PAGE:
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SpongeBob SquarePants Has Always Been Anti-Capitalist

A combination Moby Dick and Jaws parody belies a deeper meaning under the sea.

“Every crab’s goal in life is to earn a million dollars,” says Bikini Bottom’s restaurateur, Mr. Krabs. So begins SpongeBob SquarePants season three, episode 13: “Clams.” In gratitude, this blowhard of a boss thanks his reliable workers, SpongeBob and Squidward by taking them on vacation. What unravels in the next eight minutes of Jaws parody is perhaps the most conceptual economic joke in SpongeBob history.

For a show that begins with hornpipes and a singing pirate, it’s not unreasonable to consider how SpongeBob SquarePants shares a lineage with sea literature. It might seem strange to pair the goofy invertebrates,  with the works of James Fenimore Cooper or Joseph Conrad, but these ocean-faring tales all share the common plight of living in deep tension with capital.

There was nothing more magical than the sea once 17th century merchants realized they could chart a profit by sending sailors out over the empty horizon. What first seems like nautical nonsense is the basis of our economic system: a commodity — basically anything you can buy or sell — always carries within it two values. Exchange value (what we think something is worth) and use value (what something is actually worth in practical terms). These exist simultaneously; invisible yet present in whatever thing you find at the store. People in a position to take advantage of the difference between those two values can extract profit and call the shots.

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Consider how many old and bland adults in your young life threatened you with a future “flipping burgers at McDonald’s” if you didn’t follow their instructions. It’s a pejorative fate of implicit powerless. Yet who does Nickelodeon unveil on May 1, 1999 but a lowly sea sponge dreaming to be a fry cook. SpongeBob has always been a radical project. His life is one dedicated to joy, not in spite of his employment, but because he sees a value in food beyond a price on the menu. Which brings us back to “Clams.”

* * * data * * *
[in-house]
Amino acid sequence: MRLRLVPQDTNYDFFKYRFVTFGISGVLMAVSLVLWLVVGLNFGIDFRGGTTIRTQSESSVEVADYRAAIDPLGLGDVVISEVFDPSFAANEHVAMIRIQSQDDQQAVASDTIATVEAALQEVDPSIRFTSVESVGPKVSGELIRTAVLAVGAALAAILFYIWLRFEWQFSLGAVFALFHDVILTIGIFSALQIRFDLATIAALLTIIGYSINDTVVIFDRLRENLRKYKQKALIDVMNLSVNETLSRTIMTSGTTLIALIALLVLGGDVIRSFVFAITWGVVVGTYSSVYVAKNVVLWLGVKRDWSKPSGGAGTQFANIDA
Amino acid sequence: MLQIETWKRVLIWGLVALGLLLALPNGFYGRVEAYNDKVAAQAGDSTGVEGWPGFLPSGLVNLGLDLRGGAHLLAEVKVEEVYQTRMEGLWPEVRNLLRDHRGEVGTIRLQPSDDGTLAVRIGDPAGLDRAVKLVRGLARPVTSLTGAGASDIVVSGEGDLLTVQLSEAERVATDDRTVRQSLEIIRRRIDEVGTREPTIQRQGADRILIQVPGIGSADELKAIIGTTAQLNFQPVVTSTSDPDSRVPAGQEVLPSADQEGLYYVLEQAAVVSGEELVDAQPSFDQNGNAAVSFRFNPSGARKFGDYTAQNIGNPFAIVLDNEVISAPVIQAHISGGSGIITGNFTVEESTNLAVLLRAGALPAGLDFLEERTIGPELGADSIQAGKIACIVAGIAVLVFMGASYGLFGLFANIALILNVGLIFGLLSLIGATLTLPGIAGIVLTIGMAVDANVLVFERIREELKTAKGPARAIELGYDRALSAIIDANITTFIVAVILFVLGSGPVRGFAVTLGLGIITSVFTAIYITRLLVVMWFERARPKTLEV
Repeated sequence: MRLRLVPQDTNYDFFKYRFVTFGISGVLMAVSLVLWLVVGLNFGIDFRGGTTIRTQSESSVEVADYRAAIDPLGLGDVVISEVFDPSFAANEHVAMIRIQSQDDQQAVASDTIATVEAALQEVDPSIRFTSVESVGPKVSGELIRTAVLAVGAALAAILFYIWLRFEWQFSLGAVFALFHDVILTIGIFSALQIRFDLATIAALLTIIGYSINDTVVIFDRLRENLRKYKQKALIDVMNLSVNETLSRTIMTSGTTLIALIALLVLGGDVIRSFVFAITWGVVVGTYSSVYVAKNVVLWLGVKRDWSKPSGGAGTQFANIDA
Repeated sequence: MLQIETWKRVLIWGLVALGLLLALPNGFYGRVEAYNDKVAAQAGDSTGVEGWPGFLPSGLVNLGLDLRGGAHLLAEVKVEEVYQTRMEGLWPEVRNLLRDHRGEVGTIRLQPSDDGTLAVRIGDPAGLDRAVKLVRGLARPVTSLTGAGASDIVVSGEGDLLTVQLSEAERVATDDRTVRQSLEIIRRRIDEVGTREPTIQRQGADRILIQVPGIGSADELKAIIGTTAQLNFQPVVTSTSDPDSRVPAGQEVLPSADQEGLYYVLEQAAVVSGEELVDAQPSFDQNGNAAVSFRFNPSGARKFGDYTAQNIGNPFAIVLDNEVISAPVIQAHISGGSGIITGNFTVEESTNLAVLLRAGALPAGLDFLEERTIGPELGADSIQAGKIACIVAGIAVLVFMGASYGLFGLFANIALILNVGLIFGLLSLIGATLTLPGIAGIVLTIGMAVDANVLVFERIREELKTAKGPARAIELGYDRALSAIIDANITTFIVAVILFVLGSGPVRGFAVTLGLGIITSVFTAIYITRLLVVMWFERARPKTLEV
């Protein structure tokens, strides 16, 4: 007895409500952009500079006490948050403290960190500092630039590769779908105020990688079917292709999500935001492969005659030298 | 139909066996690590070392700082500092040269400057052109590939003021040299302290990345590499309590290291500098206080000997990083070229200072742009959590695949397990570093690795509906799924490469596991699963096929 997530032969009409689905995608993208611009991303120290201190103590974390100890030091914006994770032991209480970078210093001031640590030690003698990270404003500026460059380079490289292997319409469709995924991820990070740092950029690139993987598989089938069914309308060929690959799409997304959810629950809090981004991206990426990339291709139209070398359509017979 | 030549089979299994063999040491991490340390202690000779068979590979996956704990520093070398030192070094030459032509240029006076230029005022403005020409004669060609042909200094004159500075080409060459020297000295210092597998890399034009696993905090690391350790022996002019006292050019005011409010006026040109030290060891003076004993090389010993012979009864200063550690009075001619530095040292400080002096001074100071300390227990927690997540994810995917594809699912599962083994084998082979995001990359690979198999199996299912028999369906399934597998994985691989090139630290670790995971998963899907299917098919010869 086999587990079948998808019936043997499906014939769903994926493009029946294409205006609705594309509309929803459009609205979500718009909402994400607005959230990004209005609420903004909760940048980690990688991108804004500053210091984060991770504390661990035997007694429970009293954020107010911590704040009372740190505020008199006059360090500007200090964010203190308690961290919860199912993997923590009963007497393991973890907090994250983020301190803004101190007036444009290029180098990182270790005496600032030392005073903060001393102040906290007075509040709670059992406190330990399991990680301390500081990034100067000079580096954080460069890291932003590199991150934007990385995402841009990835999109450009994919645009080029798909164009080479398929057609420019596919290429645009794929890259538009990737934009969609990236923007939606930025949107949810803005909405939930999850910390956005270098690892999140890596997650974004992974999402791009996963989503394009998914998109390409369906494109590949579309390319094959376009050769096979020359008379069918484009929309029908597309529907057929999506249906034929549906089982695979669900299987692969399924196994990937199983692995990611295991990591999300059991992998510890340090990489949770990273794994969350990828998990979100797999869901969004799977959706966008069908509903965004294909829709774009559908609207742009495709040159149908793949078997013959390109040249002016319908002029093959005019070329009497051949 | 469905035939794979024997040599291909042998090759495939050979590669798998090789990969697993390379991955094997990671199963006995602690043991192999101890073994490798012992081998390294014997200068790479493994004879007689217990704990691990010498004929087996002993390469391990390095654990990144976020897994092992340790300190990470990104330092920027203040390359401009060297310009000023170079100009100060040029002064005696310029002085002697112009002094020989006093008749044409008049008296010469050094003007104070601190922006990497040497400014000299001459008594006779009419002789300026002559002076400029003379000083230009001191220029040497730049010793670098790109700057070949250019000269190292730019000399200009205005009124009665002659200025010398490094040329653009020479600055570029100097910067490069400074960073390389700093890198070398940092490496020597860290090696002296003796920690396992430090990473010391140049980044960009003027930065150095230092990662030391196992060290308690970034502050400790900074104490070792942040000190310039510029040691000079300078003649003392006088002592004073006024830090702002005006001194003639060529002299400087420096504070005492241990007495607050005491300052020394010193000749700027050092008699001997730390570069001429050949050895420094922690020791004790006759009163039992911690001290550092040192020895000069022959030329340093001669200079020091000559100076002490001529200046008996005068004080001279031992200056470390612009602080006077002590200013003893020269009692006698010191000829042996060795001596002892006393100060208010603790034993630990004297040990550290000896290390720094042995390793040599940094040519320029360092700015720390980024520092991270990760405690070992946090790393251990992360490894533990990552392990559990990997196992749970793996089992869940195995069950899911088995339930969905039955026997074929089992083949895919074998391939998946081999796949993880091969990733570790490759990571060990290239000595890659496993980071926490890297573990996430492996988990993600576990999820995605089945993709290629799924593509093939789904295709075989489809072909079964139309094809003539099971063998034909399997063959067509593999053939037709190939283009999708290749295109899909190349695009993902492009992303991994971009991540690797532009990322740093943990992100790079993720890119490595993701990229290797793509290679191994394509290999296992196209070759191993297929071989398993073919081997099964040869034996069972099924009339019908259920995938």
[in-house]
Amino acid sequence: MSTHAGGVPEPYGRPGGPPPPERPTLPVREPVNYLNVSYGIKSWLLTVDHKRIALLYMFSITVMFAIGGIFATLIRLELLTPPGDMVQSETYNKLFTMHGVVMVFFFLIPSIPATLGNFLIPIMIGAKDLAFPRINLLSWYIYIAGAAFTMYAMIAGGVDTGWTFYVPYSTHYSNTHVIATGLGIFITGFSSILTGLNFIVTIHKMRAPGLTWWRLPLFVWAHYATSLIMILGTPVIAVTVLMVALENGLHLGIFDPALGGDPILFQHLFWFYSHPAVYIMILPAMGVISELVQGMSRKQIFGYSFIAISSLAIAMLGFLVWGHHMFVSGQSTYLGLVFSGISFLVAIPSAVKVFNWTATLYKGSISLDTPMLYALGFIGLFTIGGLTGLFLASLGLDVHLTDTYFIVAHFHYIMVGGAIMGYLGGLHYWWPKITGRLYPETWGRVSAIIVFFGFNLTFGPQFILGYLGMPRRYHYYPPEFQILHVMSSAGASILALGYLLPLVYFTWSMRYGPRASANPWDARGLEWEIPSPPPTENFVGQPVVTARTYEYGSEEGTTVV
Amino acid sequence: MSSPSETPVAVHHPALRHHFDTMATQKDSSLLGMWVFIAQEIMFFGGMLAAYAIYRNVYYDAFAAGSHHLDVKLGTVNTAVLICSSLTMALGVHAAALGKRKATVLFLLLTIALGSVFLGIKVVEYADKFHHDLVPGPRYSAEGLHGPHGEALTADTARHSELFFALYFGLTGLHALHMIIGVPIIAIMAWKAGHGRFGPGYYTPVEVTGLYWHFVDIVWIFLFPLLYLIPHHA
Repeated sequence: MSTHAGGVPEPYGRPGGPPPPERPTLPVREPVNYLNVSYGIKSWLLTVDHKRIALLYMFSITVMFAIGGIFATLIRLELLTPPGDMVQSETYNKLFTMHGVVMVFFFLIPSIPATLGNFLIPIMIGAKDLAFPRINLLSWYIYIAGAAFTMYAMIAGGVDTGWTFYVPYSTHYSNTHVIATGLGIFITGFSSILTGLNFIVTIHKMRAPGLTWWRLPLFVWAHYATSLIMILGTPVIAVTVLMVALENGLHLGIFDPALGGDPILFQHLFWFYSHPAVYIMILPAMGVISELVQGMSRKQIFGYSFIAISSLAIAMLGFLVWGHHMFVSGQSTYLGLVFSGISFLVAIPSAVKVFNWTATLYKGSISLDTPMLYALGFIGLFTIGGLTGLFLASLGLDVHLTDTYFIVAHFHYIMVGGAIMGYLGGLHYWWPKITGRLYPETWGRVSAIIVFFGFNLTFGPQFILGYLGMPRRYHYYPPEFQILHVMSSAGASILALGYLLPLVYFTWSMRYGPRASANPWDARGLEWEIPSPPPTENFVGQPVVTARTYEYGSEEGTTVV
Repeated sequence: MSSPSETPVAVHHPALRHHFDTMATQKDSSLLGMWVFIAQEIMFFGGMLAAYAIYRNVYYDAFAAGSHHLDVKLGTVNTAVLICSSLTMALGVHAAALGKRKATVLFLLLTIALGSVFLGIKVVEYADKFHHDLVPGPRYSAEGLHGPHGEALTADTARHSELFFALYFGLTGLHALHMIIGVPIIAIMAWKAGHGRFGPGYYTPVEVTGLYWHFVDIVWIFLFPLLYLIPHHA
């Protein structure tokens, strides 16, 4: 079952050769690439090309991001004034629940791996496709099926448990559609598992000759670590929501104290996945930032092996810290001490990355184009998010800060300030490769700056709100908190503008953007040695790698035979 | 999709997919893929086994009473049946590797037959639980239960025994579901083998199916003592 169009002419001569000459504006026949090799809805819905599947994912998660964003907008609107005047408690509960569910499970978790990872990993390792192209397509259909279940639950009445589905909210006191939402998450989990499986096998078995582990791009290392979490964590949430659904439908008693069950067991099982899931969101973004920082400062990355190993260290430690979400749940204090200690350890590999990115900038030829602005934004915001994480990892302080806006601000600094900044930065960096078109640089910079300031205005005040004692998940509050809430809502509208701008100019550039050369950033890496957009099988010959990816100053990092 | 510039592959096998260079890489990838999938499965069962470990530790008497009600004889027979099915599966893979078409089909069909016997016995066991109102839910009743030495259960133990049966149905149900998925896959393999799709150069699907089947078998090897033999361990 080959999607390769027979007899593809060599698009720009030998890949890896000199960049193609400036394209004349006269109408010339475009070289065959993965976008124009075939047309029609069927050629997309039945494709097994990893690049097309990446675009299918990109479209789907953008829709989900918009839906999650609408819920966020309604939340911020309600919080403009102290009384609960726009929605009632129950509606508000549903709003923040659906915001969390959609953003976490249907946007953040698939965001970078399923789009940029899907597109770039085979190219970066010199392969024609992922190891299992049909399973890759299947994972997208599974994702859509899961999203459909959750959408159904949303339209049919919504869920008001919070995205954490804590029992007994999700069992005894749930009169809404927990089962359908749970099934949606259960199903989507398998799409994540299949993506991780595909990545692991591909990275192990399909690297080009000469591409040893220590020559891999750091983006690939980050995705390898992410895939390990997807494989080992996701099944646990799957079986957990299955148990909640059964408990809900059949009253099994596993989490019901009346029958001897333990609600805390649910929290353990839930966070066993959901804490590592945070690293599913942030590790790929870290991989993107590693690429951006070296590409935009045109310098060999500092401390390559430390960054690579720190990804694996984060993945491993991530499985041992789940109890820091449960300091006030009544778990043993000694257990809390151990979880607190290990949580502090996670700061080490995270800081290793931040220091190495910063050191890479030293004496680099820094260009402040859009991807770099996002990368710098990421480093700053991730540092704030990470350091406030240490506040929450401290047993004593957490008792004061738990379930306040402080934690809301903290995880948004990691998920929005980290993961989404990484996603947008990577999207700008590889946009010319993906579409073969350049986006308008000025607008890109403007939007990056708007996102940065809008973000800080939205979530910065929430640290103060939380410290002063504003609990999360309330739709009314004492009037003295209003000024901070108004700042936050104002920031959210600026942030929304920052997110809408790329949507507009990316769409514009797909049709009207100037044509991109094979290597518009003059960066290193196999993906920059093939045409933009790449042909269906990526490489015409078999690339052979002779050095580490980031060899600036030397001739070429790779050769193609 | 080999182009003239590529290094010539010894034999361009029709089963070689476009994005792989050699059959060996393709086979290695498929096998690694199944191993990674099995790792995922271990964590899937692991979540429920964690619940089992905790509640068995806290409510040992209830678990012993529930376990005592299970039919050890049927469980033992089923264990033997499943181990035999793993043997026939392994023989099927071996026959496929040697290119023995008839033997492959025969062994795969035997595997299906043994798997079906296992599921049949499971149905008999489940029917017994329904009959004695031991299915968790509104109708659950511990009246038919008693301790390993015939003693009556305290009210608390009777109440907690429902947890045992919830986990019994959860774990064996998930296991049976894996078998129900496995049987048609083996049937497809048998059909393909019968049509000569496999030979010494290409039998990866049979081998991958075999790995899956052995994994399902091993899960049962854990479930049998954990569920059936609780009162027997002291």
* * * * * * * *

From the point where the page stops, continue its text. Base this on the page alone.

SpongeBob, Squidward, and Mr. Krabs sail into a lagoon aboard the S.S. Cheapskate, a dinghy that shares a vague silhouette with the Orca of Jaws fame. As SpongeBob casts his reel he accidentally snags Mr. Krabs’ millionth dollar, which he had taped to his pants, and sends it into the water. It’s promptly eaten by a giant clam. The loss sends Mr. Krabs into histrionic tears until he finally guilts his two employees into retrieving the bill from the gargantuan bivalve. And here, the episode switches gears to homage Herman Melville’s Moby Dick.

Like Mr. Krabs, Moby Dick’s Captain Ahab seeks vengeance on the leviathan that stole something precious. In this search, both bosses ply and beg their crews to join them. When doubt and mutiny begin to spread through their ranks, both figures eventually resort to bribery. After instructing his crew to keep a lookout for the white whale, Ahab nails a Spanish doubloon to the mast and promises it as a reward to any sailor who spots the beast.

The Real Beast

In this case, Ahab is willing to exchange his own wealth for a chance at vengeance. His desire has a price. As he arrives in the market, with the doubloon as his entry fee, a capitalist spell imbues the white whale with an exchange value. In the words of Marxist economist, David Harvey, “value cannot exist in its capitalist form without money but at the same time money cannot exist without that which it represents, value.”

At one point, the book’s narrator describes Ahab gazing upon the coin and ruminating on the way markets organize and assign value. He pontificates that “some certain significance lurks in all things, else all things are little worth, and the round world itself but an empty cipher,” and worries that eventually everything in our galaxy will be commodified. Like any “good” capitalist, Mr. Krabs understands this. And also like most capitalists, he backs up that understanding with violence.

He flies into a rage when SpongeBob and Squidward try to trick him with a substitute dollar. He nails a sandwich to the mast, like Ahab’s doubloon. Squidward responds “You expect me to break my back over a sandwich?” Sinister music then plays as Mr. Krabs throws all other food off the ship. No one can eat until his task is complete. That gives him control over value — in this case the value of a cartoon sandwich.

Spongebob capitalism

One Becomes All

The Marxist pun delivers. Ahab’s doubloon turned the whale into a commodity by assigning it an exchange value, much like whale oil gave it value in Melville’s day. In contrast, Mr. Krabs is not just willing to starve his crew for a single dollar. He asserts the value of his dollar by controlling the use value of a simple sandwich. It’s not a sandwich, he explains; it’s the sandwich. It’s value skyrockets as the thin, lettuce-y line between them and starvation.

The episode concludes in a cascading collapse of value. SpongeBob and Squidward would rather escape than risk their lives. In response, Krabs captures them and dangles the duo as bait. With cartoon logic, Mr. Krabs seizes the dollar before being dragged down into the depths of the lagoon. When he resurfaces his workers ask how he survived. “What did you give him?” In a move that would stun the one-legged Ahab, Mr. Krabs responds “Nothing important” before revealing he traded all but his head and arm for the precious dollar.

It serves as a visual reminder from late showrunner Stephen Hillenburg and company. Through Mr. Krabs, himself an edible animal in the world of we humans, we must remember to eat the rich.

About the Author

Joseph DiZoglio